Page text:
Hot Tip: Some areas in this tour are a little unsafe and pickpocketing is common, so if you carry an expensive camera, it’s probably a good idea to leave it in the hotel. Listen to your guide for safety tips. When they say “don’t flash your phone” they mean it from experience.
3. Check Out The Street Art on Batman Alley
- Hours: 24 hours (though we don’t recommend going at night)
- Address: R. Medeiros de Albuquerque, 82-154 – Jardim das Bandeiras, São Paulo – SP, 05436-060
I mentioned earlier that Sao Paulo has a thriving art scene, and it’s not just in its many art museums (which I will tell you about later). There is also a huge street art scene, particularly in the Vila Madalena area.
One street that has become the most famous for its street art is Batman Alley, which was given its nickname because of the DC Comic graffiti that was added to the wall in 1980.
This alley stretches from the Rua Gonçalo Afonso and Rua Medeiros de Albuquerque area in the Vila Madalena and is lined on both sides with incredible graffiti.
Most of the artwork was created by art students who take inspiration from psychedelic and cubist art and it’s cared for by the local community.
4. See the iconic São Paulo Cathedral
- Hours: 8.00am – 6.00pm
- Address: Praça da Sé – Sé, São Paulo – SP, 01001-000
One of the most beautiful pieces of architecture in the city is the Sao Paulo Cathedral. It has a troubled history. The first cathedral was built in 1616 but was demolished and rebuilt in 1764, and then demolished and rebuilt again in 1911.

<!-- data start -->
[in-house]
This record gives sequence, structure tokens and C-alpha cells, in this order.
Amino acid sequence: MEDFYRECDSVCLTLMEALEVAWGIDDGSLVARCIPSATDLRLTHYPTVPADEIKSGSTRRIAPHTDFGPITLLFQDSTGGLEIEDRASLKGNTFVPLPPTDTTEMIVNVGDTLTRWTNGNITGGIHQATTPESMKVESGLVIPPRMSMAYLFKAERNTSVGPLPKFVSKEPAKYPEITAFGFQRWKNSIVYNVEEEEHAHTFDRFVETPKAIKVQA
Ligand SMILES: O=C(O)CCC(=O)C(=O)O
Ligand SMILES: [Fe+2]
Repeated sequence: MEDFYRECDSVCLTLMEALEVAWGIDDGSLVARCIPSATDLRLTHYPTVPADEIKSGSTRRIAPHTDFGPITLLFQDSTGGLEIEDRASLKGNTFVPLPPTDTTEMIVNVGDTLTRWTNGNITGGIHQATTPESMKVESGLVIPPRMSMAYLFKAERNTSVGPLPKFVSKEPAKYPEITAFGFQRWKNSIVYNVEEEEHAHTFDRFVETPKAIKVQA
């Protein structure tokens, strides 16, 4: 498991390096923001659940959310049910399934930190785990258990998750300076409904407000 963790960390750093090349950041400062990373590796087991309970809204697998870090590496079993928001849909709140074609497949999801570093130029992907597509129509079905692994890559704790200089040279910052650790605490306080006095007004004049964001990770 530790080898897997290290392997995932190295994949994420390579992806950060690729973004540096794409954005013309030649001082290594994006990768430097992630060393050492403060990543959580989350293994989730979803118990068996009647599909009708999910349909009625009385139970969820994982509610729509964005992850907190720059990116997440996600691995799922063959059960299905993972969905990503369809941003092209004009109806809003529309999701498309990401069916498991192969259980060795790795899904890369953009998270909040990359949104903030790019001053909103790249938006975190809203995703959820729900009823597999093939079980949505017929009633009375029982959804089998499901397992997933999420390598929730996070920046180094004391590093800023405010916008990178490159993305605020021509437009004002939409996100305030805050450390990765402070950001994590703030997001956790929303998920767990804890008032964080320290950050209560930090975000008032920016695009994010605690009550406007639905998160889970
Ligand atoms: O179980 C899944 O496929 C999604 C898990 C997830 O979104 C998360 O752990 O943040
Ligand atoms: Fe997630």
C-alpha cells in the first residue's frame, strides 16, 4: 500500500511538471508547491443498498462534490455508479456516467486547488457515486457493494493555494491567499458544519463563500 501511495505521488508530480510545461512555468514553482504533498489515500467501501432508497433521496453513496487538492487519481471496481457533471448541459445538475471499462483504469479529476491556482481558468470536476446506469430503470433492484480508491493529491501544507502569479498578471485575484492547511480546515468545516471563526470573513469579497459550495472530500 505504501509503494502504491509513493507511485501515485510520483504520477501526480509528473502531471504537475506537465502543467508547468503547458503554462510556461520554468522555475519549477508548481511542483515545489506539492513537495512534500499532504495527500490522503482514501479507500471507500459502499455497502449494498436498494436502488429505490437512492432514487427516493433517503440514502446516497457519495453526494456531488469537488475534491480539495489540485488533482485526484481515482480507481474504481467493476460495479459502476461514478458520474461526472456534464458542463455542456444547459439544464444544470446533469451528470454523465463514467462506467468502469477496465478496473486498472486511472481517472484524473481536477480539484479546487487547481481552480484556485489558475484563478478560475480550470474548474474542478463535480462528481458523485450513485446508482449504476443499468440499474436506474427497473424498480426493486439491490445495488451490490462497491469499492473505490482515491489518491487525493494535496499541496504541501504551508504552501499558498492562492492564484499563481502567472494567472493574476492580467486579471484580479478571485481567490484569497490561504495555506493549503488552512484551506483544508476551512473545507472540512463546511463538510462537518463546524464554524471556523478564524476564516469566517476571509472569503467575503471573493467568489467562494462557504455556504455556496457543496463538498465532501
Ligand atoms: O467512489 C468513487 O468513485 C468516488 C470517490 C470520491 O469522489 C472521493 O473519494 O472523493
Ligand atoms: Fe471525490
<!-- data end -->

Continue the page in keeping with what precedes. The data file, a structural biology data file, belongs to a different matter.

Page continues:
So even though it looks old, the building you see standing today is the one that was built in 1911, and was refurbished in 2000 and 2002.
Despite being teared up and teared down a lot, the building is still the largest Catholic church in São Paulo. Its style is a Neo-Gothic style, except for the dome, which has been inspired by the Renaissance architecture seen in Florence, Italy.
The inside has been decorated with around 800 tons of rare marble, with sculptures of Brazilian produce such as coffee branches, pineapples, and native animals such as armadillos.
Sadly, the area outside the Sao Paulo Cathedral is full of homeless people, and while most of them mean no harm, a few of them will pickpocket you if you give them an opportunity. Take your photos here, and then don’t hang around.